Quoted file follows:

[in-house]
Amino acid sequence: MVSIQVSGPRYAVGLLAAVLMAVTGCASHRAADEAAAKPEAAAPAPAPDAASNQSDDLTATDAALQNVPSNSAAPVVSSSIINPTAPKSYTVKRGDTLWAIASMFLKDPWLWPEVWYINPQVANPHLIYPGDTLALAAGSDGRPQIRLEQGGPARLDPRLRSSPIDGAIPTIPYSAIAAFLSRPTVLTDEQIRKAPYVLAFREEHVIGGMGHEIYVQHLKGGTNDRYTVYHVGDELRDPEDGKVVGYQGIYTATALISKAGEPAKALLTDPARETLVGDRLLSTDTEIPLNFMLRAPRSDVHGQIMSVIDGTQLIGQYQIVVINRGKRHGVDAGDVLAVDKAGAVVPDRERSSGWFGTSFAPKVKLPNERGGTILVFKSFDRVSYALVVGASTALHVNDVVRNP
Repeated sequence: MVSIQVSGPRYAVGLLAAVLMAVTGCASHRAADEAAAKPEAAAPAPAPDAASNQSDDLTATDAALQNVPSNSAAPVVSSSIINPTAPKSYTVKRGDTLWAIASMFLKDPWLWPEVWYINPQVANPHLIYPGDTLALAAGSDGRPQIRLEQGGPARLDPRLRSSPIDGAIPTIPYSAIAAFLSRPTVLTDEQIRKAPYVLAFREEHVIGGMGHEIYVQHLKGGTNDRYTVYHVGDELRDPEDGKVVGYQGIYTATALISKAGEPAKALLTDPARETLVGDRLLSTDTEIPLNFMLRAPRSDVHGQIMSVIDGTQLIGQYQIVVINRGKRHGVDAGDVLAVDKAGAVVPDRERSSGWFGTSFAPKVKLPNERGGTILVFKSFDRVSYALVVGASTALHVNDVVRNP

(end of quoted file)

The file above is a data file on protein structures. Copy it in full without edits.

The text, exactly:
[in-house]
Amino acid sequence: MVSIQVSGPRYAVGLLAAVLMAVTGCASHRAADEAAAKPEAAAPAPAPDAASNQSDDLTATDAALQNVPSNSAAPVVSSSIINPTAPKSYTVKRGDTLWAIASMFLKDPWLWPEVWYINPQVANPHLIYPGDTLALAAGSDGRPQIRLEQGGPARLDPRLRSSPIDGAIPTIPYSAIAAFLSRPTVLTDEQIRKAPYVLAFREEHVIGGMGHEIYVQHLKGGTNDRYTVYHVGDELRDPEDGKVVGYQGIYTATALISKAGEPAKALLTDPARETLVGDRLLSTDTEIPLNFMLRAPRSDVHGQIMSVIDGTQLIGQYQIVVINRGKRHGVDAGDVLAVDKAGAVVPDRERSSGWFGTSFAPKVKLPNERGGTILVFKSFDRVSYALVVGASTALHVNDVVRNP
Repeated sequence: MVSIQVSGPRYAVGLLAAVLMAVTGCASHRAADEAAAKPEAAAPAPAPDAASNQSDDLTATDAALQNVPSNSAAPVVSSSIINPTAPKSYTVKRGDTLWAIASMFLKDPWLWPEVWYINPQVANPHLIYPGDTLALAAGSDGRPQIRLEQGGPARLDPRLRSSPIDGAIPTIPYSAIAAFLSRPTVLTDEQIRKAPYVLAFREEHVIGGMGHEIYVQHLKGGTNDRYTVYHVGDELRDPEDGKVVGYQGIYTATALISKAGEPAKALLTDPARETLVGDRLLSTDTEIPLNFMLRAPRSDVHGQIMSVIDGTQLIGQYQIVVINRGKRHGVDAGDVLAVDKAGAVVPDRERSSGWFGTSFAPKVKLPNERGGTILVFKSFDRVSYALVVGASTALHVNDVVRNP